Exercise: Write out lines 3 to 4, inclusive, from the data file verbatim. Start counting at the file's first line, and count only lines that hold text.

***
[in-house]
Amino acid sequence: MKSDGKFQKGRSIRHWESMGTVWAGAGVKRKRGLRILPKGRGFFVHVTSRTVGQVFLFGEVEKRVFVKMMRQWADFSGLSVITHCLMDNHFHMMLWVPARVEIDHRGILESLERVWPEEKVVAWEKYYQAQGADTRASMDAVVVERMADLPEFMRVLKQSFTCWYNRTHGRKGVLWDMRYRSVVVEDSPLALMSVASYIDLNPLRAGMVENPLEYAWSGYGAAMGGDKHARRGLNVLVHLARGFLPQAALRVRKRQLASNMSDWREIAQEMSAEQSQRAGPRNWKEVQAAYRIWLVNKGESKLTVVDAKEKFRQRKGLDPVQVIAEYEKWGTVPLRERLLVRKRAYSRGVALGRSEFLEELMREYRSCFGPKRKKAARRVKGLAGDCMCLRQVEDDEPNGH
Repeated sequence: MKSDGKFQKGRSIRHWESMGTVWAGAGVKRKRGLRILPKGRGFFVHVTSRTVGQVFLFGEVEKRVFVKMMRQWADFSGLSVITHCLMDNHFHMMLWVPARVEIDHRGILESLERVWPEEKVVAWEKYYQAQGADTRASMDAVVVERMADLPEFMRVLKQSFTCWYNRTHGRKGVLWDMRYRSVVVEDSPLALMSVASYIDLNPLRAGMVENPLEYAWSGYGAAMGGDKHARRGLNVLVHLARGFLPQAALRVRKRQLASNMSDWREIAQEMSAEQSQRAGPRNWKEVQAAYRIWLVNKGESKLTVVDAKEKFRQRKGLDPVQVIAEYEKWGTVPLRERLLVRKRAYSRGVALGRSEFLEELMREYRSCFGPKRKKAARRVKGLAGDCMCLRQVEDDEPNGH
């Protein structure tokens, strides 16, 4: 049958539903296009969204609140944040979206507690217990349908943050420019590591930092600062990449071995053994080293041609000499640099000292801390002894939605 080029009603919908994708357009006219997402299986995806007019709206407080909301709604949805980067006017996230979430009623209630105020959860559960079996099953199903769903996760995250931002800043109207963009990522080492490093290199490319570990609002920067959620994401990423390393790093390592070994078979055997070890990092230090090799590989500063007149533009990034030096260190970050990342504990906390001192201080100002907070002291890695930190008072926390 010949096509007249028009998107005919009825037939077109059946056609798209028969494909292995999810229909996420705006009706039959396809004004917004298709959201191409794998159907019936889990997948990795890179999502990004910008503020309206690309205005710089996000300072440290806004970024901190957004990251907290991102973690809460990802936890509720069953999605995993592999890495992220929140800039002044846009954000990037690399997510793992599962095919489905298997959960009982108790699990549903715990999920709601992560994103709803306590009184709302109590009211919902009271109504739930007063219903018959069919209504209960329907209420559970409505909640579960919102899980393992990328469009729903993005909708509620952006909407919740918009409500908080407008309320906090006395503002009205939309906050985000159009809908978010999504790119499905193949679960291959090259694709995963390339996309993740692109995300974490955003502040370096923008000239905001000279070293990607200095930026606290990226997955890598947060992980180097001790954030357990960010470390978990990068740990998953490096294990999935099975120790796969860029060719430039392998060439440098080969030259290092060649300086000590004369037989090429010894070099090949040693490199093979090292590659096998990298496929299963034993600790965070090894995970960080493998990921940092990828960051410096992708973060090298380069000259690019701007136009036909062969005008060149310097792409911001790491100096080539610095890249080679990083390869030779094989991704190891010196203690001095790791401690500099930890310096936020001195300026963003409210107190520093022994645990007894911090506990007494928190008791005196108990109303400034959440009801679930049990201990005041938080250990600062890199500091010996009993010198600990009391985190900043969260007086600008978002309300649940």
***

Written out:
Repeated sequence: MKSDGKFQKGRSIRHWESMGTVWAGAGVKRKRGLRILPKGRGFFVHVTSRTVGQVFLFGEVEKRVFVKMMRQWADFSGLSVITHCLMDNHFHMMLWVPARVEIDHRGILESLERVWPEEKVVAWEKYYQAQGADTRASMDAVVVERMADLPEFMRVLKQSFTCWYNRTHGRKGVLWDMRYRSVVVEDSPLALMSVASYIDLNPLRAGMVENPLEYAWSGYGAAMGGDKHARRGLNVLVHLARGFLPQAALRVRKRQLASNMSDWREIAQEMSAEQSQRAGPRNWKEVQAAYRIWLVNKGESKLTVVDAKEKFRQRKGLDPVQVIAEYEKWGTVPLRERLLVRKRAYSRGVALGRSEFLEELMREYRSCFGPKRKKAARRVKGLAGDCMCLRQVEDDEPNGH
């Protein structure tokens, strides 16, 4: 049958539903296009969204609140944040979206507690217990349908943050420019590591930092600062990449071995053994080293041609000499640099000292801390002894939605 080029009603919908994708357009006219997402299986995806007019709206407080909301709604949805980067006017996230979430009623209630105020959860559960079996099953199903769903996760995250931002800043109207963009990522080492490093290199490319570990609002920067959620994401990423390393790093390592070994078979055997070890990092230090090799590989500063007149533009990034030096260190970050990342504990906390001192201080100002907070002291890695930190008072926390 010949096509007249028009998107005919009825037939077109059946056609798209028969494909292995999810229909996420705006009706039959396809004004917004298709959201191409794998159907019936889990997948990795890179999502990004910008503020309206690309205005710089996000300072440290806004970024901190957004990251907290991102973690809460990802936890509720069953999605995993592999890495992220929140800039002044846009954000990037690399997510793992599962095919489905298997959960009982108790699990549903715990999920709601992560994103709803306590009184709302109590009211919902009271109504739930007063219903018959069919209504209960329907209420559970409505909640579960919102899980393992990328469009729903993005909708509620952006909407919740918009409500908080407008309320906090006395503002009205939309906050985000159009809908978010999504790119499905193949679960291959090259694709995963390339996309993740692109995300974490955003502040370096923008000239905001000279070293990607200095930026606290990226997955890598947060992980180097001790954030357990960010470390978990990068740990998953490096294990999935099975120790796969860029060719430039392998060439440098080969030259290092060649300086000590004369037989090429010894070099090949040693490199093979090292590659096998990298496929299963034993600790965070090894995970960080493998990921940092990828960051410096992708973060090298380069000259690019701007136009036909062969005008060149310097792409911001790491100096080539610095890249080679990083390869030779094989991704190891010196203690001095790791401690500099930890310096936020001195300026963003409210107190520093022994645990007894911090506990007494928190008791005196108990109303400034959440009801679930049990201990005041938080250990600062890199500091010996009993010198600990009391985190900043969260007086600008978002309300649940």